I had mine done 5 years ago.  I had a moderate astigmatism.  I now have exceptional vision.  

My doc does free "touch ups" if needed later in life.  

I went to the best guy I could find. It was almost 6 grand total.  

I had slight dry eye for the first year but now it's fine.  

Can't recommend it enough but understand that you are fucking with a pretty important organ.
View Quote


I was waiting for someone to throw out a number.

My glasses aren't $6k worth of annoying yet.
Link Posted: 12/17/2016 6:43:12 PM EDT
[#19]
We had a member here who killed himself because of LASIK gone bad.

Link Posted: 12/17/2016 6:44:09 PM EDT
[#20]
Link Posted: 12/17/2016 6:44:51 PM EDT
[#21]
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Quoted:
We had a member here who killed himself because of LASIK gone bad.

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That's terrible. I can't remember that.

Is this the guy?

http://www.lasikcomplications.com/
Link Posted: 12/17/2016 6:48:04 PM EDT
[#22]
I opted for PRK rather than LASK.  Slightly longer, more painful recovery, but more durable with less chance for complications (no flap).

My close vision was unaffected, but it was good anyways.  The surgery has no impact on close vision,  but getting old makes your near vision go to crap.  After surgery I am 20/15 vision and have been for 6yrs... it's fantastic!

I did have extreme sensitivity to light for bit,  night vision took about 6mo to restore to normal.  Basically, horrid halo's and starbursts around any light source at night.
Link Posted: 12/17/2016 6:49:34 PM EDT
[#23]
Lasik is the single best thing I've ever done for myself. I couldn't see a thing without glasses or contacts and now I see 20/15 with no assistance. I was early 20s and a perfect candidate, ymmv.

My close up vision is perfect. Doctor told me if I get Lasik I'll need reading glasses in my 40s or 50s and if I don't get Lasik I'll need reading glasses in my 40s or 50s.  Your eyes change as you age regardless of the surgery.
Link Posted: 12/17/2016 6:58:18 PM EDT
[#24]
Discussion ForumsJump to Quoted PostQuote History


What happened?  Did he go blind?
Link Posted: 12/17/2016 7:14:58 PM EDT
[#25]
I laughed half way through the procedure because it was so easy.
I was SEVERELY near sighted. Anything past 6" from my nose was completely out of focus. There as a guy there the same day who used tri-focal glasses and they said I was worse than him.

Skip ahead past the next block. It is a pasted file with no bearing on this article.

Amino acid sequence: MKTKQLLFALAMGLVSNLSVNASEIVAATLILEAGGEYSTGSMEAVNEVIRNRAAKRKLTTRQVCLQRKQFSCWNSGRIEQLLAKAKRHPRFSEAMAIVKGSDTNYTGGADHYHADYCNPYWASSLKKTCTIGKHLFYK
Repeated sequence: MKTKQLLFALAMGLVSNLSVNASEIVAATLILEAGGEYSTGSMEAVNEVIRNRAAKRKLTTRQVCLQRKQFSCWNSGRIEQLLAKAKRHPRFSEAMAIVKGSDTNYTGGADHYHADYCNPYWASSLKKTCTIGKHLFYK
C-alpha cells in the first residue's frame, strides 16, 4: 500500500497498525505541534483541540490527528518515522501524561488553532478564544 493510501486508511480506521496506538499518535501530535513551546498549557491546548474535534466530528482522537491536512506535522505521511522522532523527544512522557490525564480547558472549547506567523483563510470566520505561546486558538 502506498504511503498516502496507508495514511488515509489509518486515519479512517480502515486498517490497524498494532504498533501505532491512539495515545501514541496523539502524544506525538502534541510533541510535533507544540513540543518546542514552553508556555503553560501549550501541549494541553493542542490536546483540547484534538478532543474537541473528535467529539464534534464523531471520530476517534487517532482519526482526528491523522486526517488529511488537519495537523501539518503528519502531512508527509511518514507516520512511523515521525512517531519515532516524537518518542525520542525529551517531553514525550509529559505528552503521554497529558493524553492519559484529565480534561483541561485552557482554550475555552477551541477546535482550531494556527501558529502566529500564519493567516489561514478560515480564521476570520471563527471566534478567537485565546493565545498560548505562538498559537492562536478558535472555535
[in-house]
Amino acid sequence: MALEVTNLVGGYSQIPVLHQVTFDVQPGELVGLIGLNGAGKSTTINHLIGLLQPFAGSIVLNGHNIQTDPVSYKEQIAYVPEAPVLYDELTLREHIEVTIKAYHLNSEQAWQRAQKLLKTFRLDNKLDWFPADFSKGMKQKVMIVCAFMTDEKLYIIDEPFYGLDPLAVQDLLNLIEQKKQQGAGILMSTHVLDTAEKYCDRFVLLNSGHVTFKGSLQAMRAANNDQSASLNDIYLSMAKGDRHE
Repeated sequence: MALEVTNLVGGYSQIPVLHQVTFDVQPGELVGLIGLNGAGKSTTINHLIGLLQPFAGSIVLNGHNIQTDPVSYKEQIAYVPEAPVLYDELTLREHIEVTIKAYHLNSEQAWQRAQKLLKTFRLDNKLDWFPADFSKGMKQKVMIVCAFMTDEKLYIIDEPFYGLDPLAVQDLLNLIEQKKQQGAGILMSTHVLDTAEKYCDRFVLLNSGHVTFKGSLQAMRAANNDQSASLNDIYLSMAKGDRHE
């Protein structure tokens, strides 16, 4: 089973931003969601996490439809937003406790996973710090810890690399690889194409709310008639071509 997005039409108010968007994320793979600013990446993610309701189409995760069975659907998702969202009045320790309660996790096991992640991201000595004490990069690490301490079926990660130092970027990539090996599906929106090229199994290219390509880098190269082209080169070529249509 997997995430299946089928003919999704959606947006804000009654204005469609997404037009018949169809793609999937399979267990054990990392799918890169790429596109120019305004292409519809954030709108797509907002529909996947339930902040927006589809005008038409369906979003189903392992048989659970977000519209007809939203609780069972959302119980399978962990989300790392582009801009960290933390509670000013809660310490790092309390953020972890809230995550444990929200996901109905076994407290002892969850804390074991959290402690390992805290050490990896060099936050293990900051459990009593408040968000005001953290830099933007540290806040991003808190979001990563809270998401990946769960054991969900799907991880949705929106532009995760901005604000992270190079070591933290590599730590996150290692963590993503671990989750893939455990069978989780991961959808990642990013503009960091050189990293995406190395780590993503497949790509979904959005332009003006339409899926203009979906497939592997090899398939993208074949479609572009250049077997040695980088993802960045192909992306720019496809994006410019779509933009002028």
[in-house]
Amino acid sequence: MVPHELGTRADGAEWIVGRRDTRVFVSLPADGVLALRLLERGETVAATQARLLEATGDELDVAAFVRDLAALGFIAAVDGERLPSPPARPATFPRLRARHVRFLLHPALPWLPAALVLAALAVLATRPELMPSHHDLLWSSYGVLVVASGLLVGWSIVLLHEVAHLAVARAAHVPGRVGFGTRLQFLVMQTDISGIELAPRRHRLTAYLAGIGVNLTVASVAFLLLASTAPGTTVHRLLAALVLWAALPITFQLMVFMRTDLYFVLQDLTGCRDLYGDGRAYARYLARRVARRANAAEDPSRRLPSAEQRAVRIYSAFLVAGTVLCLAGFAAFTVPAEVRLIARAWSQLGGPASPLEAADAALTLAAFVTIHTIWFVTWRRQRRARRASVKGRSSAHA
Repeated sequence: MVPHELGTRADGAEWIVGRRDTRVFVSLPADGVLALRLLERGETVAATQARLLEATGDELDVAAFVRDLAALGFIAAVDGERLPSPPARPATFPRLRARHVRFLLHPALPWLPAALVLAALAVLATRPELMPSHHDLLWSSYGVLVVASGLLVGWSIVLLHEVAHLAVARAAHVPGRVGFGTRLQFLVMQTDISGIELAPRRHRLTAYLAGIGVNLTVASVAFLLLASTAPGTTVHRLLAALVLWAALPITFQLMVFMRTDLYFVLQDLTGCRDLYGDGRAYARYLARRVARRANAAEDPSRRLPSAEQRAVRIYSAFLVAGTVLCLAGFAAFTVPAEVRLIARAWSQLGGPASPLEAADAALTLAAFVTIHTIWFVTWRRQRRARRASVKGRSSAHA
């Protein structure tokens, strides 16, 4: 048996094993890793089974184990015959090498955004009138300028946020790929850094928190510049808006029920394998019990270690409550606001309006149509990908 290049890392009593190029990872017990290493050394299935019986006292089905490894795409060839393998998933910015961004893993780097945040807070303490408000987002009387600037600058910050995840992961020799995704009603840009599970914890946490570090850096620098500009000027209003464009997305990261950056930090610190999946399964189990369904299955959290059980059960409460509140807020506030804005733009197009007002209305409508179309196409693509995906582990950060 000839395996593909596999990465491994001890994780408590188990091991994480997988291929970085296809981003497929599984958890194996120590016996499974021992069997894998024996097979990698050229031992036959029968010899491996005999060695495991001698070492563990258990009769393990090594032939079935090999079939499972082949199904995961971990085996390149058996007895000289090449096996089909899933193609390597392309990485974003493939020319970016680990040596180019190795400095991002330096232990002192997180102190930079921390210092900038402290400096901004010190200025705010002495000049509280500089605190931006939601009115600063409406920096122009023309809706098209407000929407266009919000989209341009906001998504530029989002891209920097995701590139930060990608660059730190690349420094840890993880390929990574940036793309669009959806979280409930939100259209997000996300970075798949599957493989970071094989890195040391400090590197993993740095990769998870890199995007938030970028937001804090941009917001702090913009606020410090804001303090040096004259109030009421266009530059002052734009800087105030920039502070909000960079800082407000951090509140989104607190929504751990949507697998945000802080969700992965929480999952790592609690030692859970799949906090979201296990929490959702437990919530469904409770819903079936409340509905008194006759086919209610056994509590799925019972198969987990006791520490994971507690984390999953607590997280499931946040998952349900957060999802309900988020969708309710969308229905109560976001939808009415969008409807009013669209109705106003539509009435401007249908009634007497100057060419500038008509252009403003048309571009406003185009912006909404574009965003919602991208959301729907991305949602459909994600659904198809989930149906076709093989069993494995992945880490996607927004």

They put numbing drops in your eyes, take a marker and mark on them (while your eyes are open) you dont feel a thing.
From there you lay down on your back and use a circular device to basically flatten your eyeball to make the cut for the flap. It doesnt hurt but was the most uncomfortable part, its just pressure.
The cut part doesnt hurt a single bit. Once the cut happens everything in that eye goes black. They flush it out and its real blurry like being underwater. From there the machine lined up and they say "just look at the red dot" As you look at it you hear buzzes like an old dial up modem and you can smell a little bit of burnt eye ball, nothing bad. This part takes about 15 seconds. They flush it out, lay the flap of your eye back over and smooth it out with a very small "brush". Repeat for the next eye.
Once both eyes were done I could already see. I could freaking see.

I got these things they put in your tear ducts so as your eyes create tears they wont drain and should promote healing I guess.They dissolve after some time, 24 hours or something.
From there you put sunglasses on, head to the hotel and go to sleep. Typically stuff like nyquil knocks me out, but it didnt this time. My eyes didnt hurt but they were watering so bad that it was literally like having them under a faucet. I couldnt sleep so that part kinda sucked. It didnt hurt but things were uncomfortable.
There are eye shields you have to wear for a week so you dont rub your eyes in your sleep and screw yourself.

The next morning I got up and I could stand at one end of the room and look out the peep hole of our door into the lobby. It was amazing. We went over and got my eyes checked, 20/20 vision.
I got some deal where i get free touch-ups for life as long as i get a yearly eye exam. I just had an exam a few weeks ago, 15/20 vision.
Completely life changing and not a day goes by that I dont look at the world differently. :D
would recommend 100%
Link Posted: 12/17/2016 7:29:01 PM EDT
[#26]
I'm 41 and just over 4 weeks removed from iLASIK and it is the best thing I've ever done. The worst was the first few hours after surgery where it felt like sandpaper u dear my eyelids but pain medications and sleep took care of that. I was wearing -5.75 contact lenses(i.e.: what eye chart do you want me to look at? Kind of blind) corrected to 20/15 with both eyes. I have no regrets about having it done and currently do not require reading glasses.
I recommend the total laser treatment, the flap is done with a laser and better mapping of the cornea...google iLASIK for nearby providers.